Consider a recent report based on interviews with 22 public relations and marketing executives. They discussed how they manage the challenges of the digital era. In this Institute for Public Relations and PepperCom study, data looms large as the source of information for decision making. Sometimes experience, gut instinct, and/or a combination of these sources trump data as most critical in day-to-day efforts.
Claeys and Opgenhaffen (2016) address the more fundamental problem head on in their investigation of the relationship between crisis communication theory and practice. They observe that practitioners in that field complain that academics ineffectively translate their research into useable materials. Practitioners cited in this piece consider theories too abstract and not readily applicable in their crisis communication work. They do, however, ground their experience in a theoretical background.
As a practitioner and academic, I appreciate the nuances of the argument for and against the use of theory. But to persist in maintaining opposing viewpoints gets us nowhere. Both parties need to embrace the other, as theory can and will offer a useful starting point for everyone. Here are four reasons why:
- Theories offer models to help us to interpret reality. For example, one crisis communication theory can help us to assess if, how, and when to apologize in a situation. In other words, theory is not an end in itself but offer tools to better understand the world around us.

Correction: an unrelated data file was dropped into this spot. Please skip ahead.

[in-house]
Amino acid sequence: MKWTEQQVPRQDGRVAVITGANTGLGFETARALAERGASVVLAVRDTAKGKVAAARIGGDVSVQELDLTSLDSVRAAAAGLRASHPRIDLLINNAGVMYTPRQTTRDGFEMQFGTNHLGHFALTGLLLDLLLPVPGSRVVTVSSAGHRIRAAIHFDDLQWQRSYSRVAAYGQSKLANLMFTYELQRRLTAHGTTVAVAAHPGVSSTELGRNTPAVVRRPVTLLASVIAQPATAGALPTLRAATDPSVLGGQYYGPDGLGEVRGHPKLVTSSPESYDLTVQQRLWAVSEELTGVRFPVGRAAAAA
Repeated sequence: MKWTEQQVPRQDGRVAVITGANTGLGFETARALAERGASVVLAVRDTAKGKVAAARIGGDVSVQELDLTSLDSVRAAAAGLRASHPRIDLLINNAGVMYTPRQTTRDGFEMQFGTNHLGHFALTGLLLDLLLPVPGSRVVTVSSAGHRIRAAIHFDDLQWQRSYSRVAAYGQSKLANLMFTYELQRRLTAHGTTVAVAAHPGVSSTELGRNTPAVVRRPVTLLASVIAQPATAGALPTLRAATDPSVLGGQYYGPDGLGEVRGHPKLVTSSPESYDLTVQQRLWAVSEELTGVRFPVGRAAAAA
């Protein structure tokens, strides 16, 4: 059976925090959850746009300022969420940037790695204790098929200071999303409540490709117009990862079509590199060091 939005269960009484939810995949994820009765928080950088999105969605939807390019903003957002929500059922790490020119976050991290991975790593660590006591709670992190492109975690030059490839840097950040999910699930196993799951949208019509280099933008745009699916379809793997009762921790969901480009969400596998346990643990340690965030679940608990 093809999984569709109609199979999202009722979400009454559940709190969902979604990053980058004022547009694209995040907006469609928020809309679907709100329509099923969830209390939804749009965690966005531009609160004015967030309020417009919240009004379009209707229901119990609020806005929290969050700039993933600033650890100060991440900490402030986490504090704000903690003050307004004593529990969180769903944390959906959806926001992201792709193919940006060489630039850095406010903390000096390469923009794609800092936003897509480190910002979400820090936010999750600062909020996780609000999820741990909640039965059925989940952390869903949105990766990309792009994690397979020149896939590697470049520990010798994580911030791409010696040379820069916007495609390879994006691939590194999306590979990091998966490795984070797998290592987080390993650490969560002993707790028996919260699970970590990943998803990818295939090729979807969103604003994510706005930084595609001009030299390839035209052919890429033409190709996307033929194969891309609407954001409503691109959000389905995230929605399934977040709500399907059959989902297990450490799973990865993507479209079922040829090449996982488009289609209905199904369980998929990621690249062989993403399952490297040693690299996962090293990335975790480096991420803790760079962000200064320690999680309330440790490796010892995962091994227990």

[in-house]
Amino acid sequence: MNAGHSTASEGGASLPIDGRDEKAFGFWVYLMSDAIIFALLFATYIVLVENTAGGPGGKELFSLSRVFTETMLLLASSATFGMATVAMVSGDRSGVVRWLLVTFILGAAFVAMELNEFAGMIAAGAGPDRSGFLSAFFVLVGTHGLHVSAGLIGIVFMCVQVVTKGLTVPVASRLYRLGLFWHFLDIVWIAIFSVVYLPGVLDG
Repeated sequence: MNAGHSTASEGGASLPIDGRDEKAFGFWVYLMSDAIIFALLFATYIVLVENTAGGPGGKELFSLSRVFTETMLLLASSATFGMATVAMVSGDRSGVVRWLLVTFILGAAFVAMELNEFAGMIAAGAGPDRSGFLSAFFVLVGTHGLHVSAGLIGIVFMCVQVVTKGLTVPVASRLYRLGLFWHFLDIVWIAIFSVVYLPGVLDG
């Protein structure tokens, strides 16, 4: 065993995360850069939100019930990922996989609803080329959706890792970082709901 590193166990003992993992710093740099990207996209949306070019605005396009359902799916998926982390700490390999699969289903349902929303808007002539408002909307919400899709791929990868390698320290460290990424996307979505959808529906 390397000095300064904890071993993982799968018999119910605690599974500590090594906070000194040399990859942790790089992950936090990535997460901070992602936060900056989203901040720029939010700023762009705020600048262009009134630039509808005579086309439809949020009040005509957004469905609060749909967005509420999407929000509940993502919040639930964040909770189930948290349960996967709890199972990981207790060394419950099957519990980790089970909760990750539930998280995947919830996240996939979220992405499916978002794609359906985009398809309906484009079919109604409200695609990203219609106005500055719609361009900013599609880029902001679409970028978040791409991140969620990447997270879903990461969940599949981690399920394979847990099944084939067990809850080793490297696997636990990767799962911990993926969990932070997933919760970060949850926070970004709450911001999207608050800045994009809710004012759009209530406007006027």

- Theories represent the collective conversation around a phenomenon. No one person working alone oversees the development of any particular theory. Discussion and modification of the theory continues over time. Scholars and practitioners worldwide contribute in an effort that spans beyond our individual lifetimes.
- Theory by itself is dynamic. It’s designed to change in response to new information or insight. In other words, practice spurs the evolution of theory, and vice versa.
- Theory provides a common framework practitioners and academics can call on. It belongs to neither group alone, and ideally is accessible to both. That is, we can start from the same place when attempting to understand phenomena.
I’m not against using one’s experience or instincts when advising organizations. I suggest, however, that public relations and communications practitioners commit to spend time studying theory. Scholars concurrently need to render the fruits of their labor based on these theories more useful to non-academics.
I’ve benefitted from understanding theory as a public relations and communications consultant, as well as through my work in various other domains. I believe with some effort melded with a can-do attitude can help many others to do the same.
Note: This piece was originally published on 11/11/17 on the Science for PR blog, located here.
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